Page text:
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I was testing some piece of code

True = 2
print 1 - (1 == 1)
print True == (1 == 1)

Then I was expecting:

-1
True

But I got this instead:

0
False

So, I did what any python programmer would do: disassemble it.

def f():
    True = 2
    print 1 - (1 == 1)
    print True == (1 == 1)

2           0 LOAD_CONST               1 (2)
            3 STORE_FAST               0 (True)

3           6 LOAD_CONST               2 (1)
            9 LOAD_CONST               2 (1)
           12 LOAD_CONST               2 (1)
           15 COMPARE_OP               2 (==)
           18 BINARY_SUBTRACT     
           19 PRINT_ITEM          
           20 PRINT_NEWLINE       

4          21 LOAD_FAST                0 (True)
           24 LOAD_CONST               2 (1)
           27 LOAD_CONST               2 (1)
           30 COMPARE_OP               2 (==)
           33 COMPARE_OP               2 (==)
           36 PRINT_ITEM          
           37 PRINT_NEWLINE       
           38 LOAD_CONST               0 (None)
           41 RETURN_VALUE        

Then it was a bit clear, is using the COMPARE_OP (==). Witch should return a boolean but it appears that it returns a integer instead. Any ideas why?

Edit:

In short the lesson learned: Changing the values of True or False doesn't change how the boolean logic is represented behind the scene.

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2  
In python 3 this has been fixed, True and False are keywords now, you can't assign anything to them. –  Ashwini Chaudhary Jan 15 '13 at 6:25
    
However, 3>> True == 1 True –  Ignacio Vazquez-Abrams Jan 15 '13 at 6:26
    
python.org/dev/peps/pep-0285 –  namit Jan 15 '13 at 6:33
1  
As a side note, the actual lesson here is that names have nothing to do with values. Given ten=42, would you expect 9+1 to return 42? –  georg Jan 15 '13 at 10:19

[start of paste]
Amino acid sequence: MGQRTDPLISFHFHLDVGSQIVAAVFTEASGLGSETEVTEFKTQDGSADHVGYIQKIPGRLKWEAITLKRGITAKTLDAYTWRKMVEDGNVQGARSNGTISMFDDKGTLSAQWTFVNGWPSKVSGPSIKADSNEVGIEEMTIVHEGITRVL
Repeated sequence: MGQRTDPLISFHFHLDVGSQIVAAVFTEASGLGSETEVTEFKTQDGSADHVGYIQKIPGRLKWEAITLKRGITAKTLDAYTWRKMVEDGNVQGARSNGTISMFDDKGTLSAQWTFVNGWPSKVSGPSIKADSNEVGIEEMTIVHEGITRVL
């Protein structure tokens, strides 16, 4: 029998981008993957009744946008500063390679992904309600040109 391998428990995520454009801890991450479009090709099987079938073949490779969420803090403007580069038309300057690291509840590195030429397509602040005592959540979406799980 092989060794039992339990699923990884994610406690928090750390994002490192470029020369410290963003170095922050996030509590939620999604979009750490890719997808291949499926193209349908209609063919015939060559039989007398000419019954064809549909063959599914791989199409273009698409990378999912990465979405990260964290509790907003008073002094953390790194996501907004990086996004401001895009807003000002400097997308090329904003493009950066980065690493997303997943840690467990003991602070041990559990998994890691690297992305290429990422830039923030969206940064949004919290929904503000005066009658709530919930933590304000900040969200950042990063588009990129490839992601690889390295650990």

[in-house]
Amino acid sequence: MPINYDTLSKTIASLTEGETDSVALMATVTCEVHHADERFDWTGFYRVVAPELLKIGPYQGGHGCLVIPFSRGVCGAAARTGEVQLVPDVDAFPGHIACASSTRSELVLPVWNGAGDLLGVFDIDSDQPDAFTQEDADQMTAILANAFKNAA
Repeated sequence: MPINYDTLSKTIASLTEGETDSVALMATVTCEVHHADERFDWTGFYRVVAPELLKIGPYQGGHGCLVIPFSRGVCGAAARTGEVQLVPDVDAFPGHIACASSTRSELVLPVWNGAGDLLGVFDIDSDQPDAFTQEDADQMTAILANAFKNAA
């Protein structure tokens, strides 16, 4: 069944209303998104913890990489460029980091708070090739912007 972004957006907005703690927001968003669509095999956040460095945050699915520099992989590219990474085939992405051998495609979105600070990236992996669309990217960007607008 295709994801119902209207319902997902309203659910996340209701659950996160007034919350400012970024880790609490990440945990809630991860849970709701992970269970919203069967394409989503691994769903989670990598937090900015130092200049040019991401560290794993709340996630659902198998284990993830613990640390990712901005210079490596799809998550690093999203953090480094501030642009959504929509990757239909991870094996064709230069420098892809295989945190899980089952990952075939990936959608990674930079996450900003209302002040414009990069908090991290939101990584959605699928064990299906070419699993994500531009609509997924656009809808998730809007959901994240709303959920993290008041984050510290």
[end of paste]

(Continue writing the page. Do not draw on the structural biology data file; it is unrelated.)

@thg435 No, I would expect ten == (9 + 1) ;) –  razpeitia Jan 17 '13 at 6:19

5 Answers 5

up vote 3 down vote accepted

It seems to me that your misunderstanding was in thinking that treating True like a variable would actually change the results of boolean operations. It doesn't. True is used by default to respresent, well, boolean truth, but it loses that functionality when you changes its value. However, that doesn't change the rules for how booleans are treated with respect to integers.

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In Python, bool is a subclass of int, and False and True have the equivalent values of 0 and 1 respectively. Also, __eq__() can return any object it likes; it just so happens that for built-in types it returns bool instances.

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I think Ashwini Chaudhary's comment on the question is key to understanding why things are not working the way you expect.

Boolean operators in Python generally return bool(1) or bool(0), not the values of True or False. In Python 2, True and False are just names that are bound to bool(1) and bool(0) respectively. If you rebind the name True to a different value (such as 2), it doesn't change the return value from the comparisons, which remains bool(1).

In Python 3, this issue is sidestepped by making the names True and False into keywords, so they cannot be rebound to new values.

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>>> True = 2

Here you assign 2 to True. So now True in the module's scope is actually 2:

>>> print(True)
2

1 == 1 is True. True is equal to 1.

>>> 1 - (1 == 1)
0

You could ask why it isn't 2, as above. Well, True variable is equal to 2 in the module's scope, and (1==1) just returns the reference (tag) to real True. So 1==1 is a real True which is equal to 1, so 1 - (1 == 1) is equal to 0.


>>> print True == (1 == 1)
False

Here 1 == 1 again return reference to real True. But the True in the first part of the expression is from the module's scope, so it is actually 2. So this expression is effectively 2 == (True) which equals to False.

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When you minus and integer from a boolean, its integer representation is used; as they are subclasses of int.

int(True) is 1, and so you have 1-1 which is 0.

Also, -1 is a boolean True (its not a "Falsey" value) so expecting that as an answer would not have been accurate either:

>>> -1 == True
False
>>> -1 == False
False
>>> bool(-1)
True
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